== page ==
Using Section 125 Plans to Save On Health Care Premiums

Provide Benefits with Lower Taxes and Lower Premiums

Light shining on skeleton key and handwritten word 'Benefits'.
Image courtesy of [blackred] / Getty Images.

Small business owners who wish to provide fringe benefits to their employees should consider establishing a Section 125 Plan. Also known as a cafeteria plan, a Section 125 Plan allows employees to use pre-tax income to purchase certain types of benefits. It can be a valuable money-saving tool for both employers and their workers.

What Is It?

A section 125 Plan is a benefit scheme that is permitted under U.S. tax laws.

It enables employers to offer health insurance and other benefits to their workers at a reduced cost.

The name "Section 125 Plan" derives from Title 26, Section 125 of the United States tax code. This law outlines the rules employers must follow when establishing a cafeteria plan. It defines the term cafeteria plan, and describes the types of benefits such a plan may include. The law prohibits plans that discriminate against lower-paid workers by favoring those that are highly compensated. If an employer's plan is found to be discriminatory, the benefits it provides to highly-paid workers will be taxed.

How the Plans Work

Under a 125 Plan, employees pay for benefits via a payroll deduction. The money deducted from workers' pay is shielded from taxes, so employees retain a greater portion of their earnings. Employers save money as well, since the amount deducted from workers' pay is exempt from Social Security and Medicare taxes.

For a plan to qualify as a cafeteria plan, all participants must be employees. The plan must allow employees to choose among two or more benefits, one of which must be taxable (such as cash). The other benefit must be a qualified benefit such as one the following:

  • Health Insurance Premiums for employer-sponsored health insurance are deducted from employees' pay before taxes are applied.
  • Dental, Accident or Group Life Insurance Premiums may also be deducted for dental, accident, or group life insurance.
  • Health Flexible Spending Account Under a healthcare FSA, an employee elects to have a specified amount of money deducted from his or her pretax earnings each pay period. The funds are deposited into an account. The worker can withdraw the money to obtain reimbursement for qualified medical expenses that aren't covered by insurance.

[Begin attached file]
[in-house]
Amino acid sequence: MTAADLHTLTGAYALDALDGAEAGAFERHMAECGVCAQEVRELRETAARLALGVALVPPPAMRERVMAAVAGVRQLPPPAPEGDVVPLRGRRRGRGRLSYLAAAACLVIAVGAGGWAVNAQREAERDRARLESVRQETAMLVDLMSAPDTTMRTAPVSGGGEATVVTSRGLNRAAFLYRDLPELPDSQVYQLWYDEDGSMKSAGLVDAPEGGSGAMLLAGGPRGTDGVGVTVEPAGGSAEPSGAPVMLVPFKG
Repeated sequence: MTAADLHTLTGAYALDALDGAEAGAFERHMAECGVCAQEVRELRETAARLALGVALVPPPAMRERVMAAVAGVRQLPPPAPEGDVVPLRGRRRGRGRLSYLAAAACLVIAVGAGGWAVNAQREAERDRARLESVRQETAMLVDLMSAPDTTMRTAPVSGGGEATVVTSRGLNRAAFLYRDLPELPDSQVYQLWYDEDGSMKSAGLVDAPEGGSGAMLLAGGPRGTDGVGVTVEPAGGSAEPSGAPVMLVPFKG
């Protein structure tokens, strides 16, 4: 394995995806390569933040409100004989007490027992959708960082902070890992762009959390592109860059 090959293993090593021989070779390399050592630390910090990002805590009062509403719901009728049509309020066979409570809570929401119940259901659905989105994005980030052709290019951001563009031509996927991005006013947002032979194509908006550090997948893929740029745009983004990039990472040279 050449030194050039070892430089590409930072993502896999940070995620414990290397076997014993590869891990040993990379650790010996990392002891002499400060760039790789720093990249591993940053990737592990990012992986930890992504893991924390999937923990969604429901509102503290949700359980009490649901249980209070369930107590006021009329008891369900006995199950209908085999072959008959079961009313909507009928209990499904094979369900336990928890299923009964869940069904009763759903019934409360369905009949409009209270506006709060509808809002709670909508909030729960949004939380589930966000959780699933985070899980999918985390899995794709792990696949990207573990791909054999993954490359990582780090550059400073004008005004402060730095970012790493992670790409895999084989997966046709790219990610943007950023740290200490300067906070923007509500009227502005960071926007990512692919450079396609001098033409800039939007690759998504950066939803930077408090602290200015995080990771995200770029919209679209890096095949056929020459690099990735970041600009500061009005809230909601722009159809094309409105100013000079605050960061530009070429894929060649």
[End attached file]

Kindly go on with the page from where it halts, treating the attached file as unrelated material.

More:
• Dependent Care Flexible Spending Account As its name suggests, a dependent care FSA is money that can be used to care for a dependent. When a DCFSA is available, a worker may opt a deduction of up $5,000 from his or her pretax income. The money may be used to care for a dependent child under 13, or a dependent spouse or parent that resides with the worker.

Advantages

A Section 125 Plan provides flexibility. Employers decide the types of benefits they want to include, such as medical, dental, and vision care. They can also provide spending accounts that workers can use to pay medical and child care expenses. Employees choose the benefits they want, and then pay for the benefits through payroll deductions. The funds deducted from workers' pay are excluded from their gross income.

These funds are exempt from state and federal taxes.

Because employees' contributions are tax-free, workers may achieve a significant savings on the cost of their benefits.  Moreover, the premium contributions paid by employees help lower the cost of the benefits for employers. The result is a win-win. Both employees and employers save money on benefits. 125 Plans help small employers remain competitive in the marketplace by enabling them to offer employee benefits.

Section 125 Plans offer additional advantages to employers. These include:

  • FICA Contribution Savings Because employees' contributions are not subject to social security and Medicare (FICA) taxes, an employer need not pay FICA taxes on those amounts. Thus, a business can save 7.65 cents for every dollar contributed.
  • Workers' Compensation Premium Savings  Workers compensation premiums are based on payroll. In some states, the employer's payroll is reduced by contributions (reductions in salary) made by employees and by contributions made by the employer to fund employee benefits. The result is lower workers' compensation premiums.

    Administration

    Employers incur costs to establish, administer and comply with a 125 Plan. You can administer your plan yourself or hire someone else to administer it for you. Administrative services are available from health insurance companies and independent administrators. The costs to administer a 125 Plan are quickly offset by the savings in FICA and workers' compensation premiums. Thus, an employer can save money overall by implementing a 125 Plan. Check with your business health insurer or insurance agent to see if a 125 Plan makes sense for your company.

    Simple Cafeteria Plan

    Under Section 125 of the U.S. tax code, companies are penalized for benefit plans that discriminate in favor of highly-paid workers or key employees. Small firms employ relatively few workers, so they are more likely to be affected by the penalty than large companies. Thus, many small companies have avoided cafeteria plans.

    The IRS introduced a new plan for small employers in 2010. Called the simple cafeteria plan, this new plan has more lenient non-discrimination requirements than the traditional 125 plan. The simple cafeteria plan is available to businesses that employ 100 or fewer workers.

    Edited by Marianne Bonner